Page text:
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Is Your Water Cloudy?
When cloudy water comes out of our kitchen or bathroom tap, it’s understandable to wonder whether it is safe to drink or use. Most of the time, cloudy water is the result of some activity in the water distribution system that stirs up the calcium carbonate that has settled in the pipes over time.
This calcium carbonate is a result of the softening process that takes place at our water treatment plants. It is not a contaminant and it is not harmful. As a matter of fact, it is the main ingredient in many antacid tablets.
Activities that can create cloudy water
Sometimes it is caused by water main breaks. Other times, it is caused by the opening and closing of valves in the water distribution system when work is being performed to improve the system. Mostly, cloudy water occurs when firefighters perform maintenance on hydrants and open the hydrants and flush them during the day.
Length of time water can remain cloudy
Usually the cloudy water clears within minutes. Sometimes, it may take several hours. Typically, the activity that caused the cloudy water is short lived and creates a "slug" of cloudy water that moves through the pipes as the water is used by customers. The more use, the faster the slug moves though the system and through your residence.
By opening the taps in your home or flushing your toilets, the cloudy water moves through the plumbing in the home and clears up.
Assurances the water is not contaminated
The water treated at all Miami-Dade Water & Sewer Department (WASD) water treatment plants meets Federal, State and Local drinking water standards. As the water travels though the distribution system, two barriers consistently ensure that the water continues to meet standards after it leaves the treatment plant.
These two barriers are water pressure and the maintenance of a residual disinfectant. Both of these barriers are mandated by the regulations that are in place to protect our drinking water.
- Water pressure: A minimum of 20 pounds per square inch (psi) must be maintained throughout the water distribution system at all times (Florida Administrative Code, Chapter 62-555.350(7)). Water pressure is continuously monitored by treatment plant operators. Typically, normal pressures in the distribution system range between 40 and 60 psi. Maintaining a minimum pressure of 20 psi prevents contaminants from entering the pipes from the outside. This is especially important when a main break occurs. The pressure inside the pipe will cause the water to flow out from the pipe instead of allowing groundwater to flow into it. If the water pressure should fall below 20 psi, a precautionary boil water order would be issued.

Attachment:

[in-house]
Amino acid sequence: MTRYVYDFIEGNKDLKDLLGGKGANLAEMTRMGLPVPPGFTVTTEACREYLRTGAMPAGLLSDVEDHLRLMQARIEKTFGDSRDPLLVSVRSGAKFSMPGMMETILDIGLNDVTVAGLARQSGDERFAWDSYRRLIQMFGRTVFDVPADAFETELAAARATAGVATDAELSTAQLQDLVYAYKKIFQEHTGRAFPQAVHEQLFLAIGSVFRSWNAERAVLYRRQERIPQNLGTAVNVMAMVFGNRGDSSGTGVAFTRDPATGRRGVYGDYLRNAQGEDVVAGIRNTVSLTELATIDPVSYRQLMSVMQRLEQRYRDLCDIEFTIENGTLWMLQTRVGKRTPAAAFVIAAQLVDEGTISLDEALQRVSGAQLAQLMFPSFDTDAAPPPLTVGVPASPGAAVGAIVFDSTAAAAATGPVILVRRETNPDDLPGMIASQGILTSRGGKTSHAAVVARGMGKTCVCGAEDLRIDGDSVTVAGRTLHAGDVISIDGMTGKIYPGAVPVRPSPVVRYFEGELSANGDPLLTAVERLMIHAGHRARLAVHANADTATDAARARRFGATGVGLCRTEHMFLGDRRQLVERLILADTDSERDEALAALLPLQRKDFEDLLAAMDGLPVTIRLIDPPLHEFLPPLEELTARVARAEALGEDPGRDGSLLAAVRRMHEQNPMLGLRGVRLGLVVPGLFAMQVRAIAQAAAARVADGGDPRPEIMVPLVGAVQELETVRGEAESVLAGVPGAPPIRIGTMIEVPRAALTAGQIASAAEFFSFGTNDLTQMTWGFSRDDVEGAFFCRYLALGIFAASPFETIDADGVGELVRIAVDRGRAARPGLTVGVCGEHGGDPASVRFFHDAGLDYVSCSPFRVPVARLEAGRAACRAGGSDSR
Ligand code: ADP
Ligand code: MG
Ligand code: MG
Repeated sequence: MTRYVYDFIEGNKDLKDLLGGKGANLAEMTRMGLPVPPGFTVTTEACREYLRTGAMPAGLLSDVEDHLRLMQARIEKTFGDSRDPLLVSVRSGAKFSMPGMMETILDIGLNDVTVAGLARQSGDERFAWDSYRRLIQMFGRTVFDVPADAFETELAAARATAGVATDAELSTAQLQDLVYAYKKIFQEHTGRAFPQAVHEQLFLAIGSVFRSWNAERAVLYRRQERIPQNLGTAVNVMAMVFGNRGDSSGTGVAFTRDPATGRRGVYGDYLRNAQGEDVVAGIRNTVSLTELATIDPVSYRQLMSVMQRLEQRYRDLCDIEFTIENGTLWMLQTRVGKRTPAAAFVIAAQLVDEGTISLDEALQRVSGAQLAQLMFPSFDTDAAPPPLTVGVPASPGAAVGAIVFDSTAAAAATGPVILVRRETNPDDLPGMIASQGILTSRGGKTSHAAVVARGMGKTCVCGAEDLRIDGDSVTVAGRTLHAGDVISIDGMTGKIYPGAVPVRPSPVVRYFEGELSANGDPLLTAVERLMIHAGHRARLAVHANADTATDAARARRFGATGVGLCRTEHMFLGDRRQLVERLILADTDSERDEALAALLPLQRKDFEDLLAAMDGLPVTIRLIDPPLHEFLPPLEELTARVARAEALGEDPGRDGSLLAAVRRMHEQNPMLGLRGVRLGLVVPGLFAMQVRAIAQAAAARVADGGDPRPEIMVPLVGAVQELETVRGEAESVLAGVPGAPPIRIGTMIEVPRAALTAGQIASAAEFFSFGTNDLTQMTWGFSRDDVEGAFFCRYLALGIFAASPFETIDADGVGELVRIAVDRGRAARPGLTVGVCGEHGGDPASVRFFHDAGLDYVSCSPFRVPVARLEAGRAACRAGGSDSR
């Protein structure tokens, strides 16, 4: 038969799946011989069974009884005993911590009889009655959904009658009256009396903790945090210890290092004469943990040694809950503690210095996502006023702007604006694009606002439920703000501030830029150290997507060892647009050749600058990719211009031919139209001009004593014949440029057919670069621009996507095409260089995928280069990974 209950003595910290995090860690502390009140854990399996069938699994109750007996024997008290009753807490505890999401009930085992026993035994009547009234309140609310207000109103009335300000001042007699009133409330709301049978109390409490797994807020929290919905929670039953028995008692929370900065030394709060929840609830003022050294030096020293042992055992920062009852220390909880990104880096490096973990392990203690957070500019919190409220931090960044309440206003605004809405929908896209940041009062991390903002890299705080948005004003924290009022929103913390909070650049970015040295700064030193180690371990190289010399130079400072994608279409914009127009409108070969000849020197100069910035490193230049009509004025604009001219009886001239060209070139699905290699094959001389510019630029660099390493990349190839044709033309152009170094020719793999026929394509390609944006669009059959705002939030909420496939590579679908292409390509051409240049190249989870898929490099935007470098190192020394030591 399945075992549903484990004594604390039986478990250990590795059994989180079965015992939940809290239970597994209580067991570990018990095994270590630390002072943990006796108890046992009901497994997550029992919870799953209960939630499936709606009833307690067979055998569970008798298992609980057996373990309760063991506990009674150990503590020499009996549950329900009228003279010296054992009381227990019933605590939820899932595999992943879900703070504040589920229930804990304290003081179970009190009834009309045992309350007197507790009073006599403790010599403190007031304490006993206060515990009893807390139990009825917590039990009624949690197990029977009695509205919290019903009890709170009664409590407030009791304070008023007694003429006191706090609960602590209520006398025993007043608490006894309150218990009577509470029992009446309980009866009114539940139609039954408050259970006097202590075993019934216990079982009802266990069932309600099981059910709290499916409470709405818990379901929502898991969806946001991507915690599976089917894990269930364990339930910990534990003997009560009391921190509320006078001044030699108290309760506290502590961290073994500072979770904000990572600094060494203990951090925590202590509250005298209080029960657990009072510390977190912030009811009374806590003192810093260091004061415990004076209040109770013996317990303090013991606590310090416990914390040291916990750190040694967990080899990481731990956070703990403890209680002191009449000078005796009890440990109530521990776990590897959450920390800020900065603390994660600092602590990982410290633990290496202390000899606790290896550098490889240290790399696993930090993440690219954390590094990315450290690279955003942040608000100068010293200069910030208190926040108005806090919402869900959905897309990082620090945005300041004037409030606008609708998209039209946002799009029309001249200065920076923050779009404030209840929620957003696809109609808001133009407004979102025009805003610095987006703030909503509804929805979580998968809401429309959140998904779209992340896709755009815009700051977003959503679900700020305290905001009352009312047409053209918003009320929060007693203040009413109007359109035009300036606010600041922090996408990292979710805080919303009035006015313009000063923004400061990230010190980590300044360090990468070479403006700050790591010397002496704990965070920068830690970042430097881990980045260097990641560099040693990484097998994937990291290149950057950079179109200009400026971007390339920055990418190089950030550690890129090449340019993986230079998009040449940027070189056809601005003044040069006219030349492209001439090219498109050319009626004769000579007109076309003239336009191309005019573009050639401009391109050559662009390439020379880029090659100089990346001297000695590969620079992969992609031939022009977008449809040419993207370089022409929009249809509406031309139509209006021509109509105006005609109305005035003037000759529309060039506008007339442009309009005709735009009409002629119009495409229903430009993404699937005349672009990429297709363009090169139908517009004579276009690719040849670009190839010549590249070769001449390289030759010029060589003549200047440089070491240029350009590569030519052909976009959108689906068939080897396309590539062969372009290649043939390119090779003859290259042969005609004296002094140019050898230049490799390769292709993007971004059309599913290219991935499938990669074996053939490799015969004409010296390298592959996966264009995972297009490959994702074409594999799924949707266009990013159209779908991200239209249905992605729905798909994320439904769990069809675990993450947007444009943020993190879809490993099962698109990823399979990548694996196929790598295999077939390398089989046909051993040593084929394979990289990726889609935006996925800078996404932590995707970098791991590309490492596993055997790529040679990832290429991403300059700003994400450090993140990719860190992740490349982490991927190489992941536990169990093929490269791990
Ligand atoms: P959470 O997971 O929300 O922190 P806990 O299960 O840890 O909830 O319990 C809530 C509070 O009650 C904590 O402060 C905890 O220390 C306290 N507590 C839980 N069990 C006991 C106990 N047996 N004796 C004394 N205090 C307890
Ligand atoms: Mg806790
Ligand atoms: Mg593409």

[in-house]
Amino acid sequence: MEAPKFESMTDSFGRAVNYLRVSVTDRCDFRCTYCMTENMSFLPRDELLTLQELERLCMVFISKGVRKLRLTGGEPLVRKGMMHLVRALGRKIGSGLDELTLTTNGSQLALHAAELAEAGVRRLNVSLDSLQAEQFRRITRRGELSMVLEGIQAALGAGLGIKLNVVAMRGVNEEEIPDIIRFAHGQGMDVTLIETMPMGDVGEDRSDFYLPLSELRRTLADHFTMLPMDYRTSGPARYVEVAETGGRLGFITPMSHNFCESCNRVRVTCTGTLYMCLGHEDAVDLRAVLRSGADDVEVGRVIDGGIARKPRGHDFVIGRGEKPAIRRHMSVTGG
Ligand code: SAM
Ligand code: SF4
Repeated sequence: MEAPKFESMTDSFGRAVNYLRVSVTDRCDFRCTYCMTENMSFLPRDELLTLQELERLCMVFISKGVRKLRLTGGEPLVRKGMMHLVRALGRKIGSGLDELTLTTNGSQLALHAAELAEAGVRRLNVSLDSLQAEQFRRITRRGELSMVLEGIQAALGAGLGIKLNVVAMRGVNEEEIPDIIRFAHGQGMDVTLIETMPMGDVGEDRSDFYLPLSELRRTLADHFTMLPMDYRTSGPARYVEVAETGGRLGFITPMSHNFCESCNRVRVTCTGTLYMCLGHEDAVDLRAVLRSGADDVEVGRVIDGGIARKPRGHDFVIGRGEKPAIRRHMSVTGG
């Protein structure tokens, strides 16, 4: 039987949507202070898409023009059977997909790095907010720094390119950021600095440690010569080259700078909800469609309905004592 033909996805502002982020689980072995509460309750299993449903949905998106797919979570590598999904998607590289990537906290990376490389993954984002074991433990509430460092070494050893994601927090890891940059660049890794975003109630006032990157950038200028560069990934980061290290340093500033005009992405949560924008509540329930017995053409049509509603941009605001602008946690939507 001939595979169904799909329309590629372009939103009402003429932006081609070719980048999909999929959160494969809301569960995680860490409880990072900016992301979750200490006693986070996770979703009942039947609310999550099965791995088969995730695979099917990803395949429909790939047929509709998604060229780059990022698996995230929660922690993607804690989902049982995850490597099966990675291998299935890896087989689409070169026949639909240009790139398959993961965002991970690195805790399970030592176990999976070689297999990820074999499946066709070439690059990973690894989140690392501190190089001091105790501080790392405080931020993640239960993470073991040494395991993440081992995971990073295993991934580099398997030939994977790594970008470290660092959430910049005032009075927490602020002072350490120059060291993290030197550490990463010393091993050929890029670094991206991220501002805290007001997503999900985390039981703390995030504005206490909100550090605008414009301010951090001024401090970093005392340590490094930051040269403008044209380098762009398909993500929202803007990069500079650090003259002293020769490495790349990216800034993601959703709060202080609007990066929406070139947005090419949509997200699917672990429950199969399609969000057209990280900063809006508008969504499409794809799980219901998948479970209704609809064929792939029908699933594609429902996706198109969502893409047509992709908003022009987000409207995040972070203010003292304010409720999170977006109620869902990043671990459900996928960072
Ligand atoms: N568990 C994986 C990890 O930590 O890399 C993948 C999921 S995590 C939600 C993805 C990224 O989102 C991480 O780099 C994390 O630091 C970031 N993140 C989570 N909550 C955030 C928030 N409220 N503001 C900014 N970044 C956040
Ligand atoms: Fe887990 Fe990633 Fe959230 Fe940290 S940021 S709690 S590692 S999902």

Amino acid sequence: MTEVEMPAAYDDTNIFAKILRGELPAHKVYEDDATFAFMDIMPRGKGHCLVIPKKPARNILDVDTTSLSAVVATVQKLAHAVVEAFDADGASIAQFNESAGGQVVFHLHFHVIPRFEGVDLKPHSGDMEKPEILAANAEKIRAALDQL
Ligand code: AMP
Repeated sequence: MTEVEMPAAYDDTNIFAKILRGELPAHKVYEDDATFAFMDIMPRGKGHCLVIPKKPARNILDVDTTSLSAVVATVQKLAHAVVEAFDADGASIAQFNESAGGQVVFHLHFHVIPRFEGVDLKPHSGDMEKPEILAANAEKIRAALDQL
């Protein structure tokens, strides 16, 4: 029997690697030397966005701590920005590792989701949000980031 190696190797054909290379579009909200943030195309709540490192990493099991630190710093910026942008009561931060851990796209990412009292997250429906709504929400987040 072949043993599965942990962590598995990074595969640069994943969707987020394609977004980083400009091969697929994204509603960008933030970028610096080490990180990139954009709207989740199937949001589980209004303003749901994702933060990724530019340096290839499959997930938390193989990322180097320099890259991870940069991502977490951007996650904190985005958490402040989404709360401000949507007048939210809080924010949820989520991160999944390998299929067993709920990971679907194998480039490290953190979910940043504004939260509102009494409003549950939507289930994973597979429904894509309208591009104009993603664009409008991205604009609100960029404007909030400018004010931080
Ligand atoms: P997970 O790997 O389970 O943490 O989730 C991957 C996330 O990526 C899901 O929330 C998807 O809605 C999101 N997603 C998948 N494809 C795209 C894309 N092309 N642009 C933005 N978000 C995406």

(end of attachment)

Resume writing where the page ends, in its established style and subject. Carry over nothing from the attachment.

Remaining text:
- Residual disinfectant: A minimum of 0.2 mg/L of free chlorine or 0.6 mg/L of combined chlorine must be maintained throughout the water distribution system at all times (Florida Administrative Code, Chapter 62-555.350(6)). Residuals are monitored daily both at the treatment plant and in the water distribution system in accordance with regulations. The presence of the residual disinfectant will counteract the introduction of potential contamination that could result from a reduction of pressure in the pipes.
It is important to note that the very thing that makes our water cloudy (calcium carbonate) is present in the pipes all of the time. We mentioned earlier that calcium carbonate is not a contaminant and is not harmful. The cloudy condition is merely caused by the suspension of this very fine material when changes in velocity or pressure occur in the distribution system. Thus, cloudy water is not likely to be an indication of contaminated water in our closed and pressurized water distribution system.
What to do when tap water comes out cloudy
First, let the water run for a few minutes. If it does not clear up, wait about 30 minutes and try it again. If it continues to come out cloudy, you may call the WASD water quality lab that serves your area. If the water does not clear on its own, the lab may schedule a fire hydrant flush between 11 p.m. and 5 a.m. The lab may also dispatch a technician to sample the water and confirm that water quality has returned to normal.
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